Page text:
Grading System

Each course for which a student has registered must be assigned one of the letter grades as follows. The numerical scale applies to all courses except NUR, LPN, EMS. DMS, RAD, and MAT.

Grade Definition Numerical Scale Quality Points
A Excellent (90-100) 4 points
B Good (80-89) 3 points
C Average (70-79) 2 points
D Poor (60-69) 1 point
F Failure (below 60) 0 points
S Satisfactory   0 points
U Unsatisfactory   0 points
IP In Progress   0 points
I Incomplete. Class work must be made up no later than the end of the following semester, or the grade automatically becomes an F.    0 points
AU Audit. Course taken for non-credit. Credit hours will not be averaged into the GPA. Must be declared by the end of the registration period and may not be changed thereafter.    0 points
W Official withdrawal from a course within a time period designated by the College, but not to exceed 60 percent of the semester time; or withdrawal from the College within a time period designated by the College. Credit hours will not be averaged into the GPA.    

Satisfactory grades are “A,” “B,” and “C”. While a grade of “D” is considered passing at the College, senior colleges and universities may not grant credit for a course in which the student has made a grade of “D”.

A final grade of “I” may be assigned if a student fails to complete all course requirements because of illness or other extenuating circumstances that occur near the close of a term which prevent a student whose performance has otherwise been satisfactory from completing the requirements of a course. Unless extenuating circumstances are present, a student’s failure to submit required work when it is due does not provide a basis for the grade of “I”. In such cases, a grade of “F” is usually appropriate.

Final Exams

Final exams are administered in all courses. They are to be given during the dates scheduled or the last scheduled class meeting for the course. Requests for permission to take or to give final exams early must be approved by the respective dean in writing.

In cases where early exams are permitted, it is expected that all course requirements will be met and/or appropriate additional assignments will be completed to account for the time missed.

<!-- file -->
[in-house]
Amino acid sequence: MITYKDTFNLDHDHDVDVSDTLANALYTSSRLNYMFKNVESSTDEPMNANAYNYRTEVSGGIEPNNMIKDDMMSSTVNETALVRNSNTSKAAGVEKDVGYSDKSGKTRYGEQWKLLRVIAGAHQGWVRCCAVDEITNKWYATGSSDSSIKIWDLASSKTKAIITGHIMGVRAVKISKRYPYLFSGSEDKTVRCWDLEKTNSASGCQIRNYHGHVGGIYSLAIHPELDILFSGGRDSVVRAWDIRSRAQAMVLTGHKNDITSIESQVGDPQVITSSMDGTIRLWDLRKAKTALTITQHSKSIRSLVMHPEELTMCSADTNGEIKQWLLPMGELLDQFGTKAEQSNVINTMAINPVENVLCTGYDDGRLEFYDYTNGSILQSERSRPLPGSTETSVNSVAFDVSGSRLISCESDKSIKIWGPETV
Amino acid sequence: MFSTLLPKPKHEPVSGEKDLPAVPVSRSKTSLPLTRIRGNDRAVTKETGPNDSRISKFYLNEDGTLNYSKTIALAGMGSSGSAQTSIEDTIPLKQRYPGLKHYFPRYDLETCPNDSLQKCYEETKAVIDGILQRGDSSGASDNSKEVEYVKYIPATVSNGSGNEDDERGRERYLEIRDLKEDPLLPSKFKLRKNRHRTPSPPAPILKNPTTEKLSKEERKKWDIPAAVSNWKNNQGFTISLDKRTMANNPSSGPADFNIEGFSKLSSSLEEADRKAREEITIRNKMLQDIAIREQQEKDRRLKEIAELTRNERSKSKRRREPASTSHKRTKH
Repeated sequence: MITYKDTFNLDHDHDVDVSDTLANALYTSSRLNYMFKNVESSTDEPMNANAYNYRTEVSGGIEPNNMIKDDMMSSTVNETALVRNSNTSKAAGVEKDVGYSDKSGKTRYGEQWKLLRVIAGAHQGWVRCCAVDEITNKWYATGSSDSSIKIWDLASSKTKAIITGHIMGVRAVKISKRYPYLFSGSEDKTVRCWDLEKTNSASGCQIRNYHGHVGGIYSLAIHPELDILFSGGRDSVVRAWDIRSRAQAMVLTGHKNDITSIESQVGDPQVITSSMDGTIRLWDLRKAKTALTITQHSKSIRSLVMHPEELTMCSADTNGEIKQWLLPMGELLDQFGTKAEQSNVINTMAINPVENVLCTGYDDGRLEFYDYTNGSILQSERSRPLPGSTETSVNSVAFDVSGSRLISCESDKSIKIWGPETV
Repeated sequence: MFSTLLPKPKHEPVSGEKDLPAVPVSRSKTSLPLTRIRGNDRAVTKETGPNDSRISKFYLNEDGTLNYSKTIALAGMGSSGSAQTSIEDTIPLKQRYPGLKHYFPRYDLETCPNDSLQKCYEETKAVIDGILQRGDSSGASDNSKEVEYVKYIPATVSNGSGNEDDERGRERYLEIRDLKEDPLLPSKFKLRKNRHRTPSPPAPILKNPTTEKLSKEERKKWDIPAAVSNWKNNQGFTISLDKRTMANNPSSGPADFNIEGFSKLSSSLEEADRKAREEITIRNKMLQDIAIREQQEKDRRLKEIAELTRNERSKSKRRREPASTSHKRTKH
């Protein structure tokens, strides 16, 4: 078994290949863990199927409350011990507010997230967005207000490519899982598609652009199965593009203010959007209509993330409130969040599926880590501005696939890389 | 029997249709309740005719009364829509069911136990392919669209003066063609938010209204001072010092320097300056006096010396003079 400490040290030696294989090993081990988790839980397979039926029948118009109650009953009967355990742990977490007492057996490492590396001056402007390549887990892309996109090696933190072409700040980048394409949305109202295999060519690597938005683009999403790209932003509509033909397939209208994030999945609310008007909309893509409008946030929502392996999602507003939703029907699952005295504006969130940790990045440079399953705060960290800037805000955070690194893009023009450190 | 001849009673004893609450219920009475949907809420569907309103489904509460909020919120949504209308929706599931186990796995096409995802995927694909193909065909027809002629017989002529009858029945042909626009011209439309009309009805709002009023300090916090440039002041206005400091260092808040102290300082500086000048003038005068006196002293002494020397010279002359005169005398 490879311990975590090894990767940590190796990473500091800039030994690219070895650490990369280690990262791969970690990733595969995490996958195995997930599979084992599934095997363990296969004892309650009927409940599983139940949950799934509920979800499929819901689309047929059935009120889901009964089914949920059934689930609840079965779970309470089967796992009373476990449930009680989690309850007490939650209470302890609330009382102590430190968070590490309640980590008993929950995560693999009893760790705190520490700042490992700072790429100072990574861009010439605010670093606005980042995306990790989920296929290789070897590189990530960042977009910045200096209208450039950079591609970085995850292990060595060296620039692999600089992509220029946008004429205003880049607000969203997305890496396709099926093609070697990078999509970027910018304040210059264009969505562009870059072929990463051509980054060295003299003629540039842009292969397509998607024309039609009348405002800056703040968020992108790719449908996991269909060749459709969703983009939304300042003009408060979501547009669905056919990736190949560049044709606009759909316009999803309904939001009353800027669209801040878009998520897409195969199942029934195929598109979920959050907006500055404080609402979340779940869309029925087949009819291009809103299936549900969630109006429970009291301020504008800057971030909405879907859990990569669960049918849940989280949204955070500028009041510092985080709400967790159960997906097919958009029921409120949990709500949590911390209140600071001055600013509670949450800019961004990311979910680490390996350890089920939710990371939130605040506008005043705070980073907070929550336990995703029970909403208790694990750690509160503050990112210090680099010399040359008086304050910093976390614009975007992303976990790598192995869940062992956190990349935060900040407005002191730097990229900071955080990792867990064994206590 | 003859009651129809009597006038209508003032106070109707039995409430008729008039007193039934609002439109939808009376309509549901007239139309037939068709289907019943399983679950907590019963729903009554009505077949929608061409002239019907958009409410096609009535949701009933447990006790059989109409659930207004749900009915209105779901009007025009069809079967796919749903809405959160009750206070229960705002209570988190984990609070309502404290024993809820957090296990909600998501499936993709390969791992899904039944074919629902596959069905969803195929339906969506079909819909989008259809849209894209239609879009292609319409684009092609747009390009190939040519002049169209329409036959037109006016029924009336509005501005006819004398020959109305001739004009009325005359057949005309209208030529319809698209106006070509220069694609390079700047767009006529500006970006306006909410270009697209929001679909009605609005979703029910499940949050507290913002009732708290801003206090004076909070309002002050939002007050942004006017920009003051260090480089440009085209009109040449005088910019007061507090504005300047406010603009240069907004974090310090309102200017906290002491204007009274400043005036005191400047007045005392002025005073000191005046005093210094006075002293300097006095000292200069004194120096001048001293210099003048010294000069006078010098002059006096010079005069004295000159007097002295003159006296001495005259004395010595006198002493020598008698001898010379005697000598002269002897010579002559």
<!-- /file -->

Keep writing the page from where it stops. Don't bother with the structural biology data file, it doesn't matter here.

If a student fails to report for a final exam without known cause, the grade to be reported should be determined as follows: If the student has done satisfactory work to that point, a grade of “I” may be reported on the assumption that the student is ill or will otherwise present sufficient reason for an official excuse. If the student’s work has been unsatisfactory to that point, the grade of “F” should be reported. A grade of “I” automatically becomes a grade of “F” unless it is removed during the next semester.

Grade Appeal

It is preferred that all grade appeals be handled in an informal manner between the student and the instructor. If the discussion between the two does not result in a resolution, a formal grade appeal may be initiated.

The grade appeal procedure must be initiated by the end of the drop/add period of the term following the term in which the grade was awarded. There can be no formal grade appeal for any grade other than a final grade; however, lab grades, project grades, tests, and other assignments which may adversely affect the final grade may be appealed by the student.

Since the first level of appeal is between the student and the instructor of the course, it is necessary that the student confer with the instructor to gain understanding of the procedure used in awarding the grade. Preferably any disagreement will be resolved at this level. If a resolution is impossible at this level, the student may make a formal grade appeal to the Division Chairperson. The student should obtain a form from the respective Dean’s Office to formally request a grade appeal.

Upon completion of the Grade Appeal form, the student should return the form to the respective Dean’s Office. The respective Dean’s Office will then inform the Division Chairperson of the appeal and will request that the Chairperson meet with the student to discuss the problem. If the matter can be resolved at this level, it should be done in writing on the Grade Appeal form. If no resolution is reached, the student will meet with the Grade Appeal Committee. This committee is selected by the Division Chairperson to hear this appeal only. (If the Division Chairperson is the instructor of the course, the respective dean will appoint another Division Chairperson to handle the Grade Appeal Committee.)

The committee will be headed by the Division Chairperson or his/her designee and will consist, if possible, of at least one faculty member from the discipline of the course in dispute. All committees should consist of no fewer than three faculty members. The committee will be objective and even-handed as it reviews the grade appeal.

The committee may request any documentation necessary from the student and/or the instructor. The committee will interview the student and may wish to interview the instructor. Based on the findings from the information and the interview, the committee will make a formal recommendation to the respective dean.

The respective dean’s office may accept the recommendation, request further information, or reject the committee’s recommendation. In all cases, the respective dean’s office will inform the student in writing of the findings.